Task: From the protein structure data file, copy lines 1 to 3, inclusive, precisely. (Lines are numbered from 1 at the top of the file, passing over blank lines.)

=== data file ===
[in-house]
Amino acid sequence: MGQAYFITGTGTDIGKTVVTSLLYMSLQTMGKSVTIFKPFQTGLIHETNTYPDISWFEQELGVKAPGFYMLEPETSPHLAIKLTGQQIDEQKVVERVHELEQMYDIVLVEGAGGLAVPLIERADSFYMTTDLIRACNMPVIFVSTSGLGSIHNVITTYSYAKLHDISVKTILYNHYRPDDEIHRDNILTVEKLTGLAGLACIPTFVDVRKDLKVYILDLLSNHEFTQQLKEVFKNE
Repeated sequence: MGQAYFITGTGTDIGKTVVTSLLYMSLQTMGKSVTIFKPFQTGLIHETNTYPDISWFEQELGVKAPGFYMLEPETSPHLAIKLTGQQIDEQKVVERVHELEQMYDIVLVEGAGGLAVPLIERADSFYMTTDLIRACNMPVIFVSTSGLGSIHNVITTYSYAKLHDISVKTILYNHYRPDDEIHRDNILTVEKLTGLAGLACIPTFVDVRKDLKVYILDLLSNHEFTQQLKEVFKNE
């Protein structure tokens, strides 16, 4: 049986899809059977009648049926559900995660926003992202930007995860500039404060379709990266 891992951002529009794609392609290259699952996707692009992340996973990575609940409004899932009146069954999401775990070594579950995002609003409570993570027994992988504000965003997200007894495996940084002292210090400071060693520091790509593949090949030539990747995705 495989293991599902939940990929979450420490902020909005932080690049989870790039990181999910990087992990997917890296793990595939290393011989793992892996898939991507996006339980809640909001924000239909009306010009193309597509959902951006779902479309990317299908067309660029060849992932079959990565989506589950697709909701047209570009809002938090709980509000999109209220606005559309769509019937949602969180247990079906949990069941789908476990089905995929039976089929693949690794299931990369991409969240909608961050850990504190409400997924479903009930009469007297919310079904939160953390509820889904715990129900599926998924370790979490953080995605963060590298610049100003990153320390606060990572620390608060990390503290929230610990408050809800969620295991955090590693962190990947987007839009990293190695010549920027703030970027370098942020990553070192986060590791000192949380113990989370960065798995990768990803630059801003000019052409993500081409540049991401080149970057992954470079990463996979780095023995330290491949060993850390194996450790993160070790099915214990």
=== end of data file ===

[in-house]
Amino acid sequence: MGQAYFITGTGTDIGKTVVTSLLYMSLQTMGKSVTIFKPFQTGLIHETNTYPDISWFEQELGVKAPGFYMLEPETSPHLAIKLTGQQIDEQKVVERVHELEQMYDIVLVEGAGGLAVPLIERADSFYMTTDLIRACNMPVIFVSTSGLGSIHNVITTYSYAKLHDISVKTILYNHYRPDDEIHRDNILTVEKLTGLAGLACIPTFVDVRKDLKVYILDLLSNHEFTQQLKEVFKNE
Repeated sequence: MGQAYFITGTGTDIGKTVVTSLLYMSLQTMGKSVTIFKPFQTGLIHETNTYPDISWFEQELGVKAPGFYMLEPETSPHLAIKLTGQQIDEQKVVERVHELEQMYDIVLVEGAGGLAVPLIERADSFYMTTDLIRACNMPVIFVSTSGLGSIHNVITTYSYAKLHDISVKTILYNHYRPDDEIHRDNILTVEKLTGLAGLACIPTFVDVRKDLKVYILDLLSNHEFTQQLKEVFKNE